Sunday, 14 October 2018

Clarence

Ronnie Barker was a regular face on the UK’s light entertainment scene throughout the 60’s, 70’s and 80’s. The Two Ronnie's was a riotous success and through sitcoms such as Open All Hours and Porridge he perfected his craft of comic delivery and timing. This is, however, one little sitcom that’s been oft’ overlook’d and is worthy of mention as I have recently reviewed it on DVD.

Ronnie Barker wrote Clarence himself under a pseudonym of Bob Ferris, a nod to Dick Clement and Ian La Frenais being the character name of one of The Likely Lads played by Rodney Bewes. The six episodes were screened in 1988 on the BBC in the UK and stand alone, never having been developed or extended. It was directed by Mike Stephens who has a chain of glowing credits in the genre and era including The Brittas Empire, Hi-de-hi and Allo Allo.

It is somewhat of a shame that not more were made, but maybe the same mentality was applied as was used for Fawlty Towers - leave it, before you run out of ideas and dilute the quality. And one could argue that that was a good idea, as much of this sitcom is based around one visual joke (or series of jokes) relating to the short-sightedness of the titular character. Much of it is near slapstick and developed from that one aspect of his shortcoming.

The series is set in 1930's England and Clarence was a near-blind removals man who at the age of 55 met a maid, played by Josephine Tewson (most famously Hyacinth Bucket’s neighbour later in Keeping Up Appearances), with whom he clicks. They decide to move out to the countryside to a cottage she’s been bequeathed. Much of the show could easily have been born of the stage as the tight script and interaction between the leads is often inside the cottage, much like Steptoe and Son and the like. It's closed-in and focused on the characters, relying on sharp dialogue rather than locations or special effects.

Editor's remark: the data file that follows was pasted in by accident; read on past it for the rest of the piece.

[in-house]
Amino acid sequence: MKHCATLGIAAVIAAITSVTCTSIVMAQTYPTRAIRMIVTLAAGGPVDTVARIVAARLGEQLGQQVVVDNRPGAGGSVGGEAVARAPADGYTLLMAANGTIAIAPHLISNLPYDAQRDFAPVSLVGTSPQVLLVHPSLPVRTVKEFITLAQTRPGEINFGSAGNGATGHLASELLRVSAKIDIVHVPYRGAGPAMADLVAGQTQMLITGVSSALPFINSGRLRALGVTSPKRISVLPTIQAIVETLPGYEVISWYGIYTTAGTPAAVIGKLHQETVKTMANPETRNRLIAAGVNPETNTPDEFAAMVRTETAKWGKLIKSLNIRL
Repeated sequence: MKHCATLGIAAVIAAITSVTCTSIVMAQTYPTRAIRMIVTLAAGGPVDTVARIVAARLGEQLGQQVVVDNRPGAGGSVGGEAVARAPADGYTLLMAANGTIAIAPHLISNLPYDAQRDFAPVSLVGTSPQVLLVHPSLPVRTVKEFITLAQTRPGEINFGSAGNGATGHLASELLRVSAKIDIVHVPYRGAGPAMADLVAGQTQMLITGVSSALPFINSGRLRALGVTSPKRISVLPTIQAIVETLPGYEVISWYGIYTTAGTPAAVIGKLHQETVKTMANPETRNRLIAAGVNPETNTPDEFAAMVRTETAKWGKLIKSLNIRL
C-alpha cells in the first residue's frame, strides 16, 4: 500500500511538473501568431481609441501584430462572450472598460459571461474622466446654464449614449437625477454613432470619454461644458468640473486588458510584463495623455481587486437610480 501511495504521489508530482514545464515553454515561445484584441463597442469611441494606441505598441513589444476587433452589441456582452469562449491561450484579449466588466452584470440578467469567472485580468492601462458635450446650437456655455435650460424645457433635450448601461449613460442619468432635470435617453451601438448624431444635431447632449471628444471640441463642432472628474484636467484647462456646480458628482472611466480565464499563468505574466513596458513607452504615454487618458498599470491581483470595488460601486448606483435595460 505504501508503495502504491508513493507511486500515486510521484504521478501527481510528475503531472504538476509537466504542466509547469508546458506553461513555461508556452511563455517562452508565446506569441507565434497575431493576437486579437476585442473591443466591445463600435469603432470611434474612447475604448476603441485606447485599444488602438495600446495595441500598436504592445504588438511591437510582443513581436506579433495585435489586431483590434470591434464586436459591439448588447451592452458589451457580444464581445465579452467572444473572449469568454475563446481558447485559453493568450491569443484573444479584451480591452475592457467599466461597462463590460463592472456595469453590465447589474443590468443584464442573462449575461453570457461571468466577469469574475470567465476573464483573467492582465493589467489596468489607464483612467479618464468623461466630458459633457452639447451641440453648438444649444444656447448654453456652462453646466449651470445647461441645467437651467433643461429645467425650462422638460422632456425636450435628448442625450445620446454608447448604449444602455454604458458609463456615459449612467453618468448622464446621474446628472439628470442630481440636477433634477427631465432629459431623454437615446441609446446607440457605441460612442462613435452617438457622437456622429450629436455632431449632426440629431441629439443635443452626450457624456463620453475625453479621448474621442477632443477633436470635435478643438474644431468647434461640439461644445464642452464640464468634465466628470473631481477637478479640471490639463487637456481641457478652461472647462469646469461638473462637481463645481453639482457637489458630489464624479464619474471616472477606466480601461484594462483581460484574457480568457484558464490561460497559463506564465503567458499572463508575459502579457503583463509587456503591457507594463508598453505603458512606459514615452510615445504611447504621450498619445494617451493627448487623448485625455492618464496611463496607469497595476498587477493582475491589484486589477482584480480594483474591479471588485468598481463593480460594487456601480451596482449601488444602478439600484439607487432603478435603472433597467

As you might expect from a sitcom of this era, there’s loads of innuendo and predictable jokes, both verbal and physical, but the two leads make that palatable and enjoyable even though surprises are few and far between. It’s delivered expertly, particularly by Barker, so that even though you can guess what’s coming half the time, it’s still funny when it arrives because of the execution. He was a master of his craft.

The series was seeded in a short from some years previous called, I think, The Removals Man, but I can’t seem to track that down. The whole series can be viewed on YouTube for some regions or picked up now on DVD. It might not have the overt flair of some of his other work but in its own way it’s charming funny and for those who appreciate Barker, a delight to watch.

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